Working Too Long In One Place, My Boss Wants Me To Sign Contract

Updated | Posted

online-cpa-travel-nurses.jpg.8ef155e51438511928ff55b0830696f2.jpg

I'm a travel nurse. I have stayed the limit at my current location, but due to family issues I wanted to stay one more assignment. My boss wrote up a non temporary contract. A nurse I work with said I should not take it because the IRS will consider me a resident and tax the stipends that I received as income for the whole year. Is she correct? Also- I'd really love some reviews of these online CPAs that work with travel nurses. Has anyone worked with travelnursetax or traveltax? 

NedRN

NedRN

1 Article; 5,747 Posts

I know TravelTax personally and recommend him. Super ethical guy and will not do your taxes the way you might like  if you don't follow the rules so he may not be for everyone. That said, if you have any concerns not answered here (I'm giving it a shot), he will do a free phone consult. Probably standard practice. Also, the advantage of using a tax professional to do your taxes is they will defend your return in an audit. As long as you haven't provided false information. Pretty sure TravelTax will have an FAQ on this very issue on his website.

No, you will not be subject to back taxes. The general rule about tax homes is that they will change automatically if your work exceeds 365 days from beginning to end (calendar year is not relevant) in the same general area (like a metropolitan area even at several hospitals).

There is a bit of fuzziness as travel time to and from your tax home is supposed to be considered as part of that 365 days (in real life I doubt a first line auditor would bother or even know). FYI it gets a little more complicated if you work broken assignments - coming back to the same location year after year.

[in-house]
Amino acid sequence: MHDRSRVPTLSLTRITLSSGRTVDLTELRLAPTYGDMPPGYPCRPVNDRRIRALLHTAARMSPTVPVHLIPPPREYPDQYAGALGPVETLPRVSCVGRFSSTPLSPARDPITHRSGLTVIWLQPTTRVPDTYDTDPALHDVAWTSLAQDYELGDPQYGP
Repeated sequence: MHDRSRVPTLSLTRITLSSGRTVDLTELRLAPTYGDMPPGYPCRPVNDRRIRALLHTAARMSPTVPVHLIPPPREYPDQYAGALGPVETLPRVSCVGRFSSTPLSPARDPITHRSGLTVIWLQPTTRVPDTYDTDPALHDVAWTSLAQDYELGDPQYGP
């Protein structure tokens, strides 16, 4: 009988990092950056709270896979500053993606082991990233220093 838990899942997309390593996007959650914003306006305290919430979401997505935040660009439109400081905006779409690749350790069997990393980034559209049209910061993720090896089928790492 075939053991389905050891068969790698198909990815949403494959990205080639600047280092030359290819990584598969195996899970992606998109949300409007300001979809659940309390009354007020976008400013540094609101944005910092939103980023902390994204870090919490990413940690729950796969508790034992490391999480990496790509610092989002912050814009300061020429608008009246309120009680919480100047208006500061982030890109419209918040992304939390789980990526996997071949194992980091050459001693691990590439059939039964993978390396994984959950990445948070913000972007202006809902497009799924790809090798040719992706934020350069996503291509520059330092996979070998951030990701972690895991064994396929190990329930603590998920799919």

The more specific rule about a tax home switch is that it changes as soon as you agree to work in the same general area more than 365 days. For example, lets say you do contracts for which you end up working 10 months exactly. If you sign a three month contract, that is the exact point where your tax home switches to that location, even if you end up canceling the contract and not actually working past 365 days.

Now I'm going to guess your "boss" (he is not - just a money conduit) is trying to be clever with a non-dated contract. The problem is that your job (with your boss being the facility) is now open ended and that also immediately shifts your tax home just as if you moved there to take a staff job. Right?

But at whenever your tax home switches, that is the date you are no longer eligible for tax free reimbursements of items such as housing, per diems, and travel. Everything you get from the agency is taxable compensation. Ideally, you want them to fully perform withholding taxes on the entire amount. They won't want to as this actually increases the agency portion of FICA. If they don't, you must claim the additional income on your tax return in the appropriate year.

As a small positive, you will no longer be responsible to pay state income taxes to your prior tax home (you should be filing in both your home state and your work states as a traveler). And you do not owe taxes on those tax free reimbursements you received before the date your tax home shifted. Finally that last sentence is the direct answer to your question. I hope.

No Stars In My Eyes

Specializes in Med nurse in med-surg., float, HH, and PDN. Has 43 years experience. 3,496 Posts

I'm retired and not interested in travel-nursing, but your post, NedRN, was so interesting, and also very clear about the confusing stuff...I just wanted to say I appreciated your answer to OP. Good work!

NedRN

NedRN

1 Article; 5,747 Posts

2 minutes ago, No Stars In My Eyes said:

I'm retired and not interested in travel-nursing, but your post, NedRN, was so interesting, and also very clear about the confusing stuff...I just wanted to say I appreciated your answer to OP. Good work!

There are not many nurses, working or retired, interested in geek topics like taxes! I appreciate your comment.

No Stars In My Eyes